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Todd Frazier's tying three-run homer brings bedlam to Citi Field

Mets' Todd Frazier, right, and J.D. Davis celebrate

Mets' Todd Frazier, right, and J.D. Davis celebrate after Frazier his a three-run home run during the ninth inning of a baseball game against the Washington Nationals, Friday, Aug. 9, 2019, in New York. Credit: AP/Mary Altaffer

Michael Conforto’s shirtless centerfield celebration wouldn’t have been possible without Todd Frazier’s euphoric three-run, game-tying home run just a few at-bats earlier.

“Oh man, it’s something special,” Frazier said after his homer off Nationals closer Sean Doolittle in the bottom of the ninth inning Friday sent shockwaves through Citi Field and set up the Mets’ 14th win in 15 games.

“You heard the roar of the crowd,” he said. “That’s the answer you get when you do something like that.”

Ahead 6-3, the Nationals turned to Doolittle — a lefthanded closer — for the save. Mets manager Mickey Callaway said he liked the matchup with three righthanded hitters leading off the frame.

J.D. Davis doubled. Then Wilson Ramos singled to put runners on the corners. When Frazier stepped to the plate, he had one thing on his mind. He said he “pretty much” was trying to hit a homer in that spot.

“It’s one of those things where we’re down three,” he said. “I’m not trying to bunt. I’m not trying to move guys over. I’m trying to find a gap or lift one deep.”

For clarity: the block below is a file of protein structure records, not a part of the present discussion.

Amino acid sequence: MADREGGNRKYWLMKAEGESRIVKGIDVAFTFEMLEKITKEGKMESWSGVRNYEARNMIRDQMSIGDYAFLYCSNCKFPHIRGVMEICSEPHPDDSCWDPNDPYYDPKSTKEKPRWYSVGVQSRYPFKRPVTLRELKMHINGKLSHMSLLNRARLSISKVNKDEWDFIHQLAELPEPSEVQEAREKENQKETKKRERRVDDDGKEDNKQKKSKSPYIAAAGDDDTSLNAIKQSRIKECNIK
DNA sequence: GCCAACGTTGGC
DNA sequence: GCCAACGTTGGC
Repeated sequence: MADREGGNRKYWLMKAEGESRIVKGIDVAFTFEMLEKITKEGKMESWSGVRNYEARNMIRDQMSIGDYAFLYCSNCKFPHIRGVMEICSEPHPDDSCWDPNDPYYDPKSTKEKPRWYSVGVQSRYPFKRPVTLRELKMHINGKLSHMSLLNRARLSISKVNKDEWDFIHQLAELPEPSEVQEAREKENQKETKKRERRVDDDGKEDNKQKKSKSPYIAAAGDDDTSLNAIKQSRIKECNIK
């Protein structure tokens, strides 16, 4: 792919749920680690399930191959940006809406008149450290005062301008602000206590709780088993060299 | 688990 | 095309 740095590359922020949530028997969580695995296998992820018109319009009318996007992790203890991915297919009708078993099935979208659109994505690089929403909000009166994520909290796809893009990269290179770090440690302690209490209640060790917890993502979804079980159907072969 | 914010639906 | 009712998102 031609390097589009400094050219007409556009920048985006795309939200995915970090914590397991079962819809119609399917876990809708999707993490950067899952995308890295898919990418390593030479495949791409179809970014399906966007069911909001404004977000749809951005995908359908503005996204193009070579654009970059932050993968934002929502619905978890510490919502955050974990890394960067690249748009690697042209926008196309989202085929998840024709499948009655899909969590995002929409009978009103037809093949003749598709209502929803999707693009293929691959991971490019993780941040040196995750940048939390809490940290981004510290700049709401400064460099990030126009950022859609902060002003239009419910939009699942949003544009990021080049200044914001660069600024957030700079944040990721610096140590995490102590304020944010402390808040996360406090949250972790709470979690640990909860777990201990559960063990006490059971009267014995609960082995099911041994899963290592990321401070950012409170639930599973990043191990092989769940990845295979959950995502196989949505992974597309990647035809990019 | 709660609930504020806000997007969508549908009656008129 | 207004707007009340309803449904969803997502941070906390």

After Frazier connected, he stood still momentarily to watch the ball’s flight. He then flipped his bat, raised his arms slightly and looked to the Mets dugout before beginning his trek around the bases. He said he wasn’t positive it was fair.

“I wasn’t 100 percent because usually those balls, they bite a lot more,” he said. “But it stayed true. It stayed fair by a lot more than I thought. It’s one of those where you don’t really feel. Those kind of home runs, you square it up perfect.”

From Callaway’s vantage point in the dugout, he knew it was gone.

“It’s fair the whole time,” said Callaway, who responded by turning around to slap hands with bench coach Jim Riggleman. “I was right there, kind of in line with it. I knew it was fair the whole time.”

An already energized crowd from Marcus Stroman’s spunky first home start elevated to another decibel level when Frazier connected. Stroman couldn’t contain himself, either. “I ran down in my boxers,” he said.

In the thick of the NL wild-card hunt, the Mets responded to criticism that their hot streak came against lesser teams by handling a division rival ahead of them in the standings. The Mets are now just 1 1/2 games behind the Nationals for second in the NL East.

Said Frazier: “You don’t feel like you’re out of a game when you’re on a run like this.”


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